In short, accreditation indicates that a nursing school has been evaluated and shown to meet certain academic and professional criteria. When a school meets these accreditation criteria, they are then able to receive accreditation approval.
There are two national organizations that provide colleges and universities national accreditation. Both are recognized by the U.S. Secretary of Education as national accreditation agencies.
- Accreditation Commission for Education in Nursing (ACEN) – According to their website, “The purpose of the ACEN is to provide specialized accreditation for all types of nursing programs, including clinical doctorate/DNP specialist certificate, master’s/post-master’s certificate, baccalaureate, associate, diploma, and practical nursing programs. The ACEN accredits nursing programs in secondary, postsecondary, and hospital-based governing organizations that offer certificates, diplomas, or degrees.”
The ACEN can offer accreditation to programs in the U.S., it’s territories, and those programs offering distance education. Accreditation by the ACEN may allow institutions to establish eligibility to participate in Title IV programs. The ACEN was formerly known as the National League for Nursing Accrediting Commission.
- Commission on Collegiate Nursing Education (CCNE) – The CCNE was created by the American Association of Colleges of Nursing (AACN) and is the only national nursing education accrediting agency that is exclusively dedicated to accrediting at the baccalaureate, masters, and doctoral levels, including distance education programs.
You can check to see if a nursing school or program is accredited by the ACEN or the CCNE by going to the school’s admission office or by visiting the accredited school’s page of the accrediting agency.
A nursing school’s accreditation is granted for a specific period of time. Before attending, you’ll want to determine the length of time for which your school is accredited.
A nursing program will have to be reviewed by several accreditation committees to renew their accreditation as it gets close to expiring to ensure that education standards are consistent and maintained.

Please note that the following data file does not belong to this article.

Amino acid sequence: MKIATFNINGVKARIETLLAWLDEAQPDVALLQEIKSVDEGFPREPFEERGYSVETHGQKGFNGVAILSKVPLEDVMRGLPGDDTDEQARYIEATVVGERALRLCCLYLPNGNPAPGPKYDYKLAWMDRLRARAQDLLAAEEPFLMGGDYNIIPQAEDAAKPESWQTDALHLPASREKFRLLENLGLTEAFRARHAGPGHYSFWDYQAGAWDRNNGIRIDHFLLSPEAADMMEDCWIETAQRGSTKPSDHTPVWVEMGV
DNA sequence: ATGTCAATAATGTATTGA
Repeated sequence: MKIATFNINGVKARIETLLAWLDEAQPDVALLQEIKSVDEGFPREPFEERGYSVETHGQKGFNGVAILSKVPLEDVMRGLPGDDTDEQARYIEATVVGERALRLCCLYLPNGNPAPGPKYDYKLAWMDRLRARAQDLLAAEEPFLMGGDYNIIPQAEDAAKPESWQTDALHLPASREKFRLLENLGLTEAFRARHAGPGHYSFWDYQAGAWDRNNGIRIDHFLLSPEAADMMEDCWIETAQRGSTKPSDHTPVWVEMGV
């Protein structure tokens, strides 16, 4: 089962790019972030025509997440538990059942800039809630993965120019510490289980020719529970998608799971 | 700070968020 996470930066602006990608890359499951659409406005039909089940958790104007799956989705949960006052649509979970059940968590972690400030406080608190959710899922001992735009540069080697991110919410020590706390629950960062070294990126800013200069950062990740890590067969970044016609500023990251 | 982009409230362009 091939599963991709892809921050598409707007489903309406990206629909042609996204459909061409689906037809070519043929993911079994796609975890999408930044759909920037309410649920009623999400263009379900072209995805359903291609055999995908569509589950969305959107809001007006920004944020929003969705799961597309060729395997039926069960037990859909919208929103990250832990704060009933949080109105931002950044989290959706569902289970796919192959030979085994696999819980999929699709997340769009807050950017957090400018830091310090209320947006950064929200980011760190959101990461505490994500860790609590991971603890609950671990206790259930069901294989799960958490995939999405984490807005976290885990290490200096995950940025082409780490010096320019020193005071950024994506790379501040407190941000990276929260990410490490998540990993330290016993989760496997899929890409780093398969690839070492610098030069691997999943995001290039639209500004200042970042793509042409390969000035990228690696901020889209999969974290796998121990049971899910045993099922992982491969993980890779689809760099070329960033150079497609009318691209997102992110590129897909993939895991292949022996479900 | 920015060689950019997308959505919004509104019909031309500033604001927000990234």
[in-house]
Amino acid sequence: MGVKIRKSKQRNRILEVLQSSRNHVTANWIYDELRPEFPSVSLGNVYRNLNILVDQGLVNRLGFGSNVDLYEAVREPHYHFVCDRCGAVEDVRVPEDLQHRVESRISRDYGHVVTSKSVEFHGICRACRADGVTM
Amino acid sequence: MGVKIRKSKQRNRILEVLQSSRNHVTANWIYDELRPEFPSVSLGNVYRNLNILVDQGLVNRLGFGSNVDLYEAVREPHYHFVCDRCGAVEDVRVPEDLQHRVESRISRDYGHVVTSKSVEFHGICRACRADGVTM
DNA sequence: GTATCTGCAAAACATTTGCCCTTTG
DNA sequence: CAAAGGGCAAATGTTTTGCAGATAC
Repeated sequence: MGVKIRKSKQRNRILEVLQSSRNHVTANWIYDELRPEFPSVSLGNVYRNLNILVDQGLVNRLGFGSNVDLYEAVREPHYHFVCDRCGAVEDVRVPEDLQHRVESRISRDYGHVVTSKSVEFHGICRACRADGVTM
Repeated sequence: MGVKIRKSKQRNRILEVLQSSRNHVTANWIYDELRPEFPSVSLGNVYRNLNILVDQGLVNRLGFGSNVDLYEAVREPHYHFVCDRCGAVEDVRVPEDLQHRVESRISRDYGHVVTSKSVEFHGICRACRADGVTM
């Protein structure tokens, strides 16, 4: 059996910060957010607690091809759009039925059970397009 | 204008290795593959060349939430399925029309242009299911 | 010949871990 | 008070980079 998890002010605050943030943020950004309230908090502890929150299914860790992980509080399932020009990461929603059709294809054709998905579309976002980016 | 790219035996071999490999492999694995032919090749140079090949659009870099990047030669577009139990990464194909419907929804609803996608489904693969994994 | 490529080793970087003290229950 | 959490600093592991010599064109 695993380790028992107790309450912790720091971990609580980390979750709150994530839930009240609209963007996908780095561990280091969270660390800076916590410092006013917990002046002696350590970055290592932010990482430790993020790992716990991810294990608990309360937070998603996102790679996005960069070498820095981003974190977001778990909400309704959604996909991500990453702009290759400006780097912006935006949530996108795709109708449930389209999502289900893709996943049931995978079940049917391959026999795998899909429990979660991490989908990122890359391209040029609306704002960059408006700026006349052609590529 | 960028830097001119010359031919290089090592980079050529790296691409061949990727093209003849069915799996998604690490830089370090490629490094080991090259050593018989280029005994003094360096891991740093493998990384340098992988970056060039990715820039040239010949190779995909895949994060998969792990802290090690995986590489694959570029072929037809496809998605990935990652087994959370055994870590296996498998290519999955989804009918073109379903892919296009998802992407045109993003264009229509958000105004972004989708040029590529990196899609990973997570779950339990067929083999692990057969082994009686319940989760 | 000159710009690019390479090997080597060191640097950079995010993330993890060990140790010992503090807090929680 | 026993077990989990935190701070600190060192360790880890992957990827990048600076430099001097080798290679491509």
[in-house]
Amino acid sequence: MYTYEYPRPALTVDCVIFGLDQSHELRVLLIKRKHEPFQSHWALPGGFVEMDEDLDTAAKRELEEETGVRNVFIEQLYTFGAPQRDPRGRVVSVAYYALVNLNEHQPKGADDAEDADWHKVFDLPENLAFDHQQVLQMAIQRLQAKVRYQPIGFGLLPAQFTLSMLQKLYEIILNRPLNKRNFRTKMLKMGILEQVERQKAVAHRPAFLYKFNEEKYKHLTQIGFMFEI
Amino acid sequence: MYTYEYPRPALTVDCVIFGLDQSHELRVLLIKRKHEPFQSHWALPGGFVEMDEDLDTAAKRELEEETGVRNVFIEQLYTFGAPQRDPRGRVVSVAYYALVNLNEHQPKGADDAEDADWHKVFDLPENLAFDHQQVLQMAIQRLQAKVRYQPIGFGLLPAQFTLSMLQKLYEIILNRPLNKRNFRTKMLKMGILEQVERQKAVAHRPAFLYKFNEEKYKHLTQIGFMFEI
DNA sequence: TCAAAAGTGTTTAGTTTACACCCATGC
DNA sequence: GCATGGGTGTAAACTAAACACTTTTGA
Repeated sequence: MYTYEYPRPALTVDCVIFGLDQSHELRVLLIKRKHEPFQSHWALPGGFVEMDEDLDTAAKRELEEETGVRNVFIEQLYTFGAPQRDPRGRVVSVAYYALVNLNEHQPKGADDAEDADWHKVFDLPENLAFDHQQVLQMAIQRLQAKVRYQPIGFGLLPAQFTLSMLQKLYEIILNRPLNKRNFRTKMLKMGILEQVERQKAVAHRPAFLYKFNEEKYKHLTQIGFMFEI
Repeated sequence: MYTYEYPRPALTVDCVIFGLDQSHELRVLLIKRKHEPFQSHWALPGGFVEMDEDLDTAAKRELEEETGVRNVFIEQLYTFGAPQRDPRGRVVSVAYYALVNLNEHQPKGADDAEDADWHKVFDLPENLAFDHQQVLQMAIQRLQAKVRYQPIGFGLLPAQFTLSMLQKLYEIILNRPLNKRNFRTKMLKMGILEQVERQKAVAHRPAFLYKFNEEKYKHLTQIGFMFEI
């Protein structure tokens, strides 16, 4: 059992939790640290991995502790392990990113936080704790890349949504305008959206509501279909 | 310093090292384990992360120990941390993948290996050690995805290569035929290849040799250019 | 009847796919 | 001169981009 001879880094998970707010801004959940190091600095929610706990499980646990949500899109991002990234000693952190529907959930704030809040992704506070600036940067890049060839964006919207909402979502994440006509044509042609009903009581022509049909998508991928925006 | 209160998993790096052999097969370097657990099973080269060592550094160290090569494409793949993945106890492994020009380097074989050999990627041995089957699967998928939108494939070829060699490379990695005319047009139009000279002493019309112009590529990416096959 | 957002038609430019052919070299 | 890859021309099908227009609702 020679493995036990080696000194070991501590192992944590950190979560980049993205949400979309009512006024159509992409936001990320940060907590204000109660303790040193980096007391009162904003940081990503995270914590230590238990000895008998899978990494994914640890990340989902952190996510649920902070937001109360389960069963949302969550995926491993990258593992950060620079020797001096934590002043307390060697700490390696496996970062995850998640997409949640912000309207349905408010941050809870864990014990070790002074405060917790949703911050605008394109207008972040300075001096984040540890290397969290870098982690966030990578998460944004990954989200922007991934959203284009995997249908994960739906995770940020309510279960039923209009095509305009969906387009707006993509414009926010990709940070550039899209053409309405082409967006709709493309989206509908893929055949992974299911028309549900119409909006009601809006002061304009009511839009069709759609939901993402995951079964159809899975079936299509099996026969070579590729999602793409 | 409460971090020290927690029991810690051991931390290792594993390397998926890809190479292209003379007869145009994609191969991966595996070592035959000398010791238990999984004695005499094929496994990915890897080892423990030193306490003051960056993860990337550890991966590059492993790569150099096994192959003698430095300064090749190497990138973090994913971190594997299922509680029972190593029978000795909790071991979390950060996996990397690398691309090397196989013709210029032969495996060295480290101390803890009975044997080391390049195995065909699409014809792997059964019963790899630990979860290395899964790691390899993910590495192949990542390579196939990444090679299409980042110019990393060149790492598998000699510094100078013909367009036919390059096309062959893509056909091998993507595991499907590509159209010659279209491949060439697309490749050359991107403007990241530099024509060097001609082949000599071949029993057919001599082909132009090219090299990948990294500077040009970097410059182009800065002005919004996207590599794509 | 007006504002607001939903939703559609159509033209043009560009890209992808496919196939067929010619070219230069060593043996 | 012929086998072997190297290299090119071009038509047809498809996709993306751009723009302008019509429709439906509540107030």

National Specialty Accreditation Agencies
- Accreditation Commission for Midwifery Education (ACME) – According to the DOE’s accreditation webpage, the ACME is able to recognize institutions for “the accreditation and pre-accreditation of basic certificate, basic graduate nurse-midwifery, direct entry midwifery, and pre-certification nurse-midwifery education programs, including those programs that offer distance education.”
- Council on Accreditation of Nurse Anesthesia Educational Programs (AANA) – The DOE’s website states that the AANA has the ability to offer, “The accreditation of institutions and programs of nurse anesthesia at the post master`s certificate, master`s, or doctoral degree levels in the United States, and its territories, including programs offering distance education.
While there are a number of good nursing programs that are not accredited by these organizations, the benefits of earning your degree from an accredited institution are the following:
- You will be qualified to attend another accredited school of nursing if you decided to transfer programs, or should you be interested in pursuing an advanced degree, for example, an RN-to-BSN or Master’s degree in nursing. If you earn your degree from a non-accredited school you may not be able to earn an advanced degree at the school of your choice down the road.
- There are several academic and merit-based scholarships for nursing students that are only available if you’re attending an accredited nursing program.
- If you earn your degree from an accredited nursing school allows you to apply for financial aid from the federal government. Because a school’s qualifications have met certain quality standards, the government is more confident that you’ll be successful.
- Many employers feel more comfortable hiring nurses that have earned their degree at an accredited program. Nurses from accredited programs are trained under nationally recognized standards and thus employers know what education and skills they can expect from you upon graduation. Earning a degree from an accredited school can make the job hunt a bit easier.
It’s important to recognize that just because a nursing school is approved by a state board of nursing does not mean they are accredited. When a nursing program is accredited, it means that the school’s programs and courses have been evaluated for their relevance by the accrediting committee.
Being approved by the state simply indicates that the schools are licensed to train nurses to sit for the National Council Licensure Examination for Licensed Practice Nurses (NCLEX-PN), National Council Licensure Examination for Registered Nurses (NCLEX-RN), and National Nurse Aide Assessment Program (NNAAP) for that particular state.
The NCLEX is an examination that has been developed to test a candidate’s competence in the profession of nursing before practicing. It is required before receiving licensure as a Registered Nurse.
The truth is, you may still receive a quality nursing education from a non-accredited nursing school, but there are going to be several benefits from earning your degree at an accredited school.
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